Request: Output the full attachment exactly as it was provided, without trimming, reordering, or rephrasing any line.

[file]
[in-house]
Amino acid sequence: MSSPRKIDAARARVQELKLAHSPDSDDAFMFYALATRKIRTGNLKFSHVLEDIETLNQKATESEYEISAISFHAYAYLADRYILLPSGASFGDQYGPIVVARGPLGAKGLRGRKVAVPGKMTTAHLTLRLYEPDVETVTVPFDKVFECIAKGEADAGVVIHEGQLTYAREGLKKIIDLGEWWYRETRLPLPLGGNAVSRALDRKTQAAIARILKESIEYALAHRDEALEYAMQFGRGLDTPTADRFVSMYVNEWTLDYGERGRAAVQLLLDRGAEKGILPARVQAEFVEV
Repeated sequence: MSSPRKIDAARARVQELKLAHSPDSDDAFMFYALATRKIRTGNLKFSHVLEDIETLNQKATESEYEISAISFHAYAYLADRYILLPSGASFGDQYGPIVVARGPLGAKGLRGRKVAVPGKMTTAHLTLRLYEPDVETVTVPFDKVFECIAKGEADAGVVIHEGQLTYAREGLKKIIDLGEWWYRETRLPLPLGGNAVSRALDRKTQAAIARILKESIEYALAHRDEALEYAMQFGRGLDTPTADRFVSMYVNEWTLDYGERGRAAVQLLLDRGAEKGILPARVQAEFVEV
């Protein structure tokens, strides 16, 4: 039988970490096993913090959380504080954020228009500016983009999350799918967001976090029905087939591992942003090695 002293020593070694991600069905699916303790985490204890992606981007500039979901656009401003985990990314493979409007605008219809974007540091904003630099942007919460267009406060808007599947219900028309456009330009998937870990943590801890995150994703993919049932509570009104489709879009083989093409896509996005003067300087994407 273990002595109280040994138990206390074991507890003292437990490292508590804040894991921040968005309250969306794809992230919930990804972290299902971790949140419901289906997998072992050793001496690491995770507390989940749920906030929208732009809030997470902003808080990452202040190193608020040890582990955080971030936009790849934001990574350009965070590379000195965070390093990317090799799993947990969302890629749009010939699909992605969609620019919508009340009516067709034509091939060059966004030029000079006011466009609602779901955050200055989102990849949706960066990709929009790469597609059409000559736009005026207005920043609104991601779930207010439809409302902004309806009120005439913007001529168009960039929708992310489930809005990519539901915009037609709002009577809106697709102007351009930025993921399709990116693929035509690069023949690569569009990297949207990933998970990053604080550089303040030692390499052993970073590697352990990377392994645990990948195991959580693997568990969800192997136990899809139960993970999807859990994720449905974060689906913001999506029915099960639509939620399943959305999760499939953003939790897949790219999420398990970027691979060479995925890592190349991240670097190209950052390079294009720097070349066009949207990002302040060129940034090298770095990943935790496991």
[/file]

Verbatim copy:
[in-house]
Amino acid sequence: MSSPRKIDAARARVQELKLAHSPDSDDAFMFYALATRKIRTGNLKFSHVLEDIETLNQKATESEYEISAISFHAYAYLADRYILLPSGASFGDQYGPIVVARGPLGAKGLRGRKVAVPGKMTTAHLTLRLYEPDVETVTVPFDKVFECIAKGEADAGVVIHEGQLTYAREGLKKIIDLGEWWYRETRLPLPLGGNAVSRALDRKTQAAIARILKESIEYALAHRDEALEYAMQFGRGLDTPTADRFVSMYVNEWTLDYGERGRAAVQLLLDRGAEKGILPARVQAEFVEV
Repeated sequence: MSSPRKIDAARARVQELKLAHSPDSDDAFMFYALATRKIRTGNLKFSHVLEDIETLNQKATESEYEISAISFHAYAYLADRYILLPSGASFGDQYGPIVVARGPLGAKGLRGRKVAVPGKMTTAHLTLRLYEPDVETVTVPFDKVFECIAKGEADAGVVIHEGQLTYAREGLKKIIDLGEWWYRETRLPLPLGGNAVSRALDRKTQAAIARILKESIEYALAHRDEALEYAMQFGRGLDTPTADRFVSMYVNEWTLDYGERGRAAVQLLLDRGAEKGILPARVQAEFVEV
């Protein structure tokens, strides 16, 4: 039988970490096993913090959380504080954020228009500016983009999350799918967001976090029905087939591992942003090695 002293020593070694991600069905699916303790985490204890992606981007500039979901656009401003985990990314493979409007605008219809974007540091904003630099942007919460267009406060808007599947219900028309456009330009998937870990943590801890995150994703993919049932509570009104489709879009083989093409896509996005003067300087994407 273990002595109280040994138990206390074991507890003292437990490292508590804040894991921040968005309250969306794809992230919930990804972290299902971790949140419901289906997998072992050793001496690491995770507390989940749920906030929208732009809030997470902003808080990452202040190193608020040890582990955080971030936009790849934001990574350009965070590379000195965070390093990317090799799993947990969302890629749009010939699909992605969609620019919508009340009516067709034509091939060059966004030029000079006011466009609602779901955050200055989102990849949706960066990709929009790469597609059409000559736009005026207005920043609104991601779930207010439809409302902004309806009120005439913007001529168009960039929708992310489930809005990519539901915009037609709002009577809106697709102007351009930025993921399709990116693929035509690069023949690569569009990297949207990933998970990053604080550089303040030692390499052993970073590697352990990377392994645990990948195991959580693997568990969800192997136990899809139960993970999807859990994720449905974060689906913001999506029915099960639509939620399943959305999760499939953003939790897949790219999420398990970027691979060479995925890592190349991240670097190209950052390079294009720097070349066009949207990002302040060129940034090298770095990943935790496991």